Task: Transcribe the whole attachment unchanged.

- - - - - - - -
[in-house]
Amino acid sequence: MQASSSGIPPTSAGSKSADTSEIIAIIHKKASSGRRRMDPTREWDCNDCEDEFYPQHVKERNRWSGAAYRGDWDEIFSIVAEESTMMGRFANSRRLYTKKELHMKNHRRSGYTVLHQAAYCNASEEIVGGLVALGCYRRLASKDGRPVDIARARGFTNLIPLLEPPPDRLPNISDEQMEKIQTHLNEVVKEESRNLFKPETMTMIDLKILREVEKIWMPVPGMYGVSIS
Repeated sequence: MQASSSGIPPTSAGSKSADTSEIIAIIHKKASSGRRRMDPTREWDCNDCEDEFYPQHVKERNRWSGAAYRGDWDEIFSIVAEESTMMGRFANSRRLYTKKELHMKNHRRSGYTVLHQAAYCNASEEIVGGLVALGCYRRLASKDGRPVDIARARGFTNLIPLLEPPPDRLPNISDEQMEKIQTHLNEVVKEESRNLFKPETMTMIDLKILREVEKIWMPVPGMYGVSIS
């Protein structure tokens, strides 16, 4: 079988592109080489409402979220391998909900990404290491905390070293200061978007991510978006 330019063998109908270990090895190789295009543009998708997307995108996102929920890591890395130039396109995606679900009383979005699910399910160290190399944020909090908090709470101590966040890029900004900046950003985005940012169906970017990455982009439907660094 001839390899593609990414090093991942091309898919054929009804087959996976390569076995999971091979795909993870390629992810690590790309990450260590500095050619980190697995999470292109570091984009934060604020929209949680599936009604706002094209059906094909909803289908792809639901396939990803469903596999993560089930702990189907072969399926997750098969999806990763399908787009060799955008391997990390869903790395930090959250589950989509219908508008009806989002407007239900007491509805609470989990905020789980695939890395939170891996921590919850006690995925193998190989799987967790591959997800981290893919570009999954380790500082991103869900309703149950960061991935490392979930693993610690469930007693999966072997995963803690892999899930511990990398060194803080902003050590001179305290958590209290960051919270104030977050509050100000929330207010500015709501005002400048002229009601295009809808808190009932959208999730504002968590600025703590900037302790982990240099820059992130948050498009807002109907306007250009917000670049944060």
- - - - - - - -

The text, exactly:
[in-house]
Amino acid sequence: MQASSSGIPPTSAGSKSADTSEIIAIIHKKASSGRRRMDPTREWDCNDCEDEFYPQHVKERNRWSGAAYRGDWDEIFSIVAEESTMMGRFANSRRLYTKKELHMKNHRRSGYTVLHQAAYCNASEEIVGGLVALGCYRRLASKDGRPVDIARARGFTNLIPLLEPPPDRLPNISDEQMEKIQTHLNEVVKEESRNLFKPETMTMIDLKILREVEKIWMPVPGMYGVSIS
Repeated sequence: MQASSSGIPPTSAGSKSADTSEIIAIIHKKASSGRRRMDPTREWDCNDCEDEFYPQHVKERNRWSGAAYRGDWDEIFSIVAEESTMMGRFANSRRLYTKKELHMKNHRRSGYTVLHQAAYCNASEEIVGGLVALGCYRRLASKDGRPVDIARARGFTNLIPLLEPPPDRLPNISDEQMEKIQTHLNEVVKEESRNLFKPETMTMIDLKILREVEKIWMPVPGMYGVSIS
């Protein structure tokens, strides 16, 4: 079988592109080489409402979220391998909900990404290491905390070293200061978007991510978006 330019063998109908270990090895190789295009543009998708997307995108996102929920890591890395130039396109995606679900009383979005699910399910160290190399944020909090908090709470101590966040890029900004900046950003985005940012169906970017990455982009439907660094 001839390899593609990414090093991942091309898919054929009804087959996976390569076995999971091979795909993870390629992810690590790309990450260590500095050619980190697995999470292109570091984009934060604020929209949680599936009604706002094209059906094909909803289908792809639901396939990803469903596999993560089930702990189907072969399926997750098969999806990763399908787009060799955008391997990390869903790395930090959250589950989509219908508008009806989002407007239900007491509805609470989990905020789980695939890395939170891996921590919850006690995925193998190989799987967790591959997800981290893919570009999954380790500082991103869900309703149950960061991935490392979930693993610690469930007693999966072997995963803690892999899930511990990398060194803080902003050590001179305290958590209290960051919270104030977050509050100000929330207010500015709501005002400048002229009601295009809808808190009932959208999730504002968590600025703590900037302790982990240099820059992130948050498009807002109907306007250009917000670049944060």